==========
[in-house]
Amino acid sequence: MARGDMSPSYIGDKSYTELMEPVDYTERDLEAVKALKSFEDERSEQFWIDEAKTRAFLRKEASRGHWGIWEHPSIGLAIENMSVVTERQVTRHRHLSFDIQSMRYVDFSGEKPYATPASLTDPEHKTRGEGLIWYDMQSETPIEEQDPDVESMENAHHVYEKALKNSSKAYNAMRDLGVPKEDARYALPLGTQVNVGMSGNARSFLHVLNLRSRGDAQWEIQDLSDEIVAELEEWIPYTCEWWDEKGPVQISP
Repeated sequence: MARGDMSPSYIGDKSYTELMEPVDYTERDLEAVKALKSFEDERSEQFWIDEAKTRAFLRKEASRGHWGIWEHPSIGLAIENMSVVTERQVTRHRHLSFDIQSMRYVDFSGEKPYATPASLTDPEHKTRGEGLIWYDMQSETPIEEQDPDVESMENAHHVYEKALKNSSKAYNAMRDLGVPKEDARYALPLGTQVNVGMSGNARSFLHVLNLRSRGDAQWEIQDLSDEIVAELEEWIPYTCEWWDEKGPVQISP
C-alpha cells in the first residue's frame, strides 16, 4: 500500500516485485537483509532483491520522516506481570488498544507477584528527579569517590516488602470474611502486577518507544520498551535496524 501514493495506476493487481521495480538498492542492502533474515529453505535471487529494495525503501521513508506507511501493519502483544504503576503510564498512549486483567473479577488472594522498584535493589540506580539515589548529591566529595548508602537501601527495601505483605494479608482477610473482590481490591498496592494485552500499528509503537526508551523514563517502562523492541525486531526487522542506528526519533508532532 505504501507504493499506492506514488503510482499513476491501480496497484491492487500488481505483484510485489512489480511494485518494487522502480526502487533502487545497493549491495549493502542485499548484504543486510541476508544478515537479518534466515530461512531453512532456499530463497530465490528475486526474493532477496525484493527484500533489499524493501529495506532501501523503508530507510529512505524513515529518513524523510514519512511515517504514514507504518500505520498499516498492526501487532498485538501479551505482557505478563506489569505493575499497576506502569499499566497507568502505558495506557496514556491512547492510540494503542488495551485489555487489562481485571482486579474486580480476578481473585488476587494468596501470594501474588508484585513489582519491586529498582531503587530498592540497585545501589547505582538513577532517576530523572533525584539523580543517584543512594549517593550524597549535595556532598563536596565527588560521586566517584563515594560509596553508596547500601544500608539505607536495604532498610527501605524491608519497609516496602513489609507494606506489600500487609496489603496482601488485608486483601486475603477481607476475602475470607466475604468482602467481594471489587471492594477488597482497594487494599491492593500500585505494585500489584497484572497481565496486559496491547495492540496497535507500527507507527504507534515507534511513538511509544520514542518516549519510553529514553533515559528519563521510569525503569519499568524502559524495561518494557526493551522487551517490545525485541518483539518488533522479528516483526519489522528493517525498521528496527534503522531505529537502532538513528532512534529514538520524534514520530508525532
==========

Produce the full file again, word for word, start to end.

[in-house]
Amino acid sequence: MARGDMSPSYIGDKSYTELMEPVDYTERDLEAVKALKSFEDERSEQFWIDEAKTRAFLRKEASRGHWGIWEHPSIGLAIENMSVVTERQVTRHRHLSFDIQSMRYVDFSGEKPYATPASLTDPEHKTRGEGLIWYDMQSETPIEEQDPDVESMENAHHVYEKALKNSSKAYNAMRDLGVPKEDARYALPLGTQVNVGMSGNARSFLHVLNLRSRGDAQWEIQDLSDEIVAELEEWIPYTCEWWDEKGPVQISP
Repeated sequence: MARGDMSPSYIGDKSYTELMEPVDYTERDLEAVKALKSFEDERSEQFWIDEAKTRAFLRKEASRGHWGIWEHPSIGLAIENMSVVTERQVTRHRHLSFDIQSMRYVDFSGEKPYATPASLTDPEHKTRGEGLIWYDMQSETPIEEQDPDVESMENAHHVYEKALKNSSKAYNAMRDLGVPKEDARYALPLGTQVNVGMSGNARSFLHVLNLRSRGDAQWEIQDLSDEIVAELEEWIPYTCEWWDEKGPVQISP
C-alpha cells in the first residue's frame, strides 16, 4: 500500500516485485537483509532483491520522516506481570488498544507477584528527579569517590516488602470474611502486577518507544520498551535496524 501514493495506476493487481521495480538498492542492502533474515529453505535471487529494495525503501521513508506507511501493519502483544504503576503510564498512549486483567473479577488472594522498584535493589540506580539515589548529591566529595548508602537501601527495601505483605494479608482477610473482590481490591498496592494485552500499528509503537526508551523514563517502562523492541525486531526487522542506528526519533508532532 505504501507504493499506492506514488503510482499513476491501480496497484491492487500488481505483484510485489512489480511494485518494487522502480526502487533502487545497493549491495549493502542485499548484504543486510541476508544478515537479518534466515530461512531453512532456499530463497530465490528475486526474493532477496525484493527484500533489499524493501529495506532501501523503508530507510529512505524513515529518513524523510514519512511515517504514514507504518500505520498499516498492526501487532498485538501479551505482557505478563506489569505493575499497576506502569499499566497507568502505558495506557496514556491512547492510540494503542488495551485489555487489562481485571482486579474486580480476578481473585488476587494468596501470594501474588508484585513489582519491586529498582531503587530498592540497585545501589547505582538513577532517576530523572533525584539523580543517584543512594549517593550524597549535595556532598563536596565527588560521586566517584563515594560509596553508596547500601544500608539505607536495604532498610527501605524491608519497609516496602513489609507494606506489600500487609496489603496482601488485608486483601486475603477481607476475602475470607466475604468482602467481594471489587471492594477488597482497594487494599491492593500500585505494585500489584497484572497481565496486559496491547495492540496497535507500527507507527504507534515507534511513538511509544520514542518516549519510553529514553533515559528519563521510569525503569519499568524502559524495561518494557526493551522487551517490545525485541518483539518488533522479528516483526519489522528493517525498521528496527534503522531505529537502532538513528532512534529514538520524534514520530508525532